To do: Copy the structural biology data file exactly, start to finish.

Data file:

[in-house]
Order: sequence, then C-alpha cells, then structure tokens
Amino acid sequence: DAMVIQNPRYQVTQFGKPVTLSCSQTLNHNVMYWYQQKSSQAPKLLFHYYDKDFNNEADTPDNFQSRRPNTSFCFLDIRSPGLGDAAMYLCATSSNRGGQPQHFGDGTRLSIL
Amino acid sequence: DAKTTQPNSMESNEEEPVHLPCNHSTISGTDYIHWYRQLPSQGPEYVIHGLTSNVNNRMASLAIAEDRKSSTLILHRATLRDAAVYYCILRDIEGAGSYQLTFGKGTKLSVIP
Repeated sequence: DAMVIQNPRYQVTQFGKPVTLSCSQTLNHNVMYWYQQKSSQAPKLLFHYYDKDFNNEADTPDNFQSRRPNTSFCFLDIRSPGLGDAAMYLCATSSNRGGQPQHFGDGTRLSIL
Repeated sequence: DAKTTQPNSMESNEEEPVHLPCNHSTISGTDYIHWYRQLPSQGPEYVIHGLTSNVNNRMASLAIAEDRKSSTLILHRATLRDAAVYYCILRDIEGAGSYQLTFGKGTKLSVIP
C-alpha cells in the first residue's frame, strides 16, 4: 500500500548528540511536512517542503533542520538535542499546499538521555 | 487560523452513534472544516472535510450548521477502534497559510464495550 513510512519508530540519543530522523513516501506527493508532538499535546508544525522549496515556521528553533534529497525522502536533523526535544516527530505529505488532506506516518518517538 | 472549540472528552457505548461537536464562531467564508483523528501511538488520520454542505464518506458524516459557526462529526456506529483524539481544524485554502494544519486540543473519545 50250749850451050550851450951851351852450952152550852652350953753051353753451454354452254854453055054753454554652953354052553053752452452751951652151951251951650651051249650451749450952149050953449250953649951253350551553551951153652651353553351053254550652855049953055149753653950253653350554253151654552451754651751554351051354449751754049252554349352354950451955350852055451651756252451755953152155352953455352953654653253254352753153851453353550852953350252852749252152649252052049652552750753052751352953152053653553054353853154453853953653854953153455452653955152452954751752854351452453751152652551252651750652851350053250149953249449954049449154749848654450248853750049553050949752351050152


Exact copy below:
[in-house]
Order: sequence, then C-alpha cells, then structure tokens
Amino acid sequence: DAMVIQNPRYQVTQFGKPVTLSCSQTLNHNVMYWYQQKSSQAPKLLFHYYDKDFNNEADTPDNFQSRRPNTSFCFLDIRSPGLGDAAMYLCATSSNRGGQPQHFGDGTRLSIL
Amino acid sequence: DAKTTQPNSMESNEEEPVHLPCNHSTISGTDYIHWYRQLPSQGPEYVIHGLTSNVNNRMASLAIAEDRKSSTLILHRATLRDAAVYYCILRDIEGAGSYQLTFGKGTKLSVIP
Repeated sequence: DAMVIQNPRYQVTQFGKPVTLSCSQTLNHNVMYWYQQKSSQAPKLLFHYYDKDFNNEADTPDNFQSRRPNTSFCFLDIRSPGLGDAAMYLCATSSNRGGQPQHFGDGTRLSIL
Repeated sequence: DAKTTQPNSMESNEEEPVHLPCNHSTISGTDYIHWYRQLPSQGPEYVIHGLTSNVNNRMASLAIAEDRKSSTLILHRATLRDAAVYYCILRDIEGAGSYQLTFGKGTKLSVIP
C-alpha cells in the first residue's frame, strides 16, 4: 500500500548528540511536512517542503533542520538535542499546499538521555 | 487560523452513534472544516472535510450548521477502534497559510464495550 513510512519508530540519543530522523513516501506527493508532538499535546508544525522549496515556521528553533534529497525522502536533523526535544516527530505529505488532506506516518518517538 | 472549540472528552457505548461537536464562531467564508483523528501511538488520520454542505464518506458524516459557526462529526456506529483524539481544524485554502494544519486540543473519545 50250749850451050550851450951851351852450952152550852652350953753051353753451454354452254854453055054753454554652953354052553053752452452751951652151951251951650651051249650451749450952149050953449250953649951253350551553551951153652651353553351053254550652855049953055149753653950253653350554253151654552451754651751554351051354449751754049252554349352354950451955350852055451651756252451755953152155352953455352953654653253254352753153851453353550852953350252852749252152649252052049652552750753052751352953152053653553054353853154453853953653854953153455452653955152452954751752854351452453751152652551252651750652851350053250149953249449954049449154749848654450248853750049553050949752351050152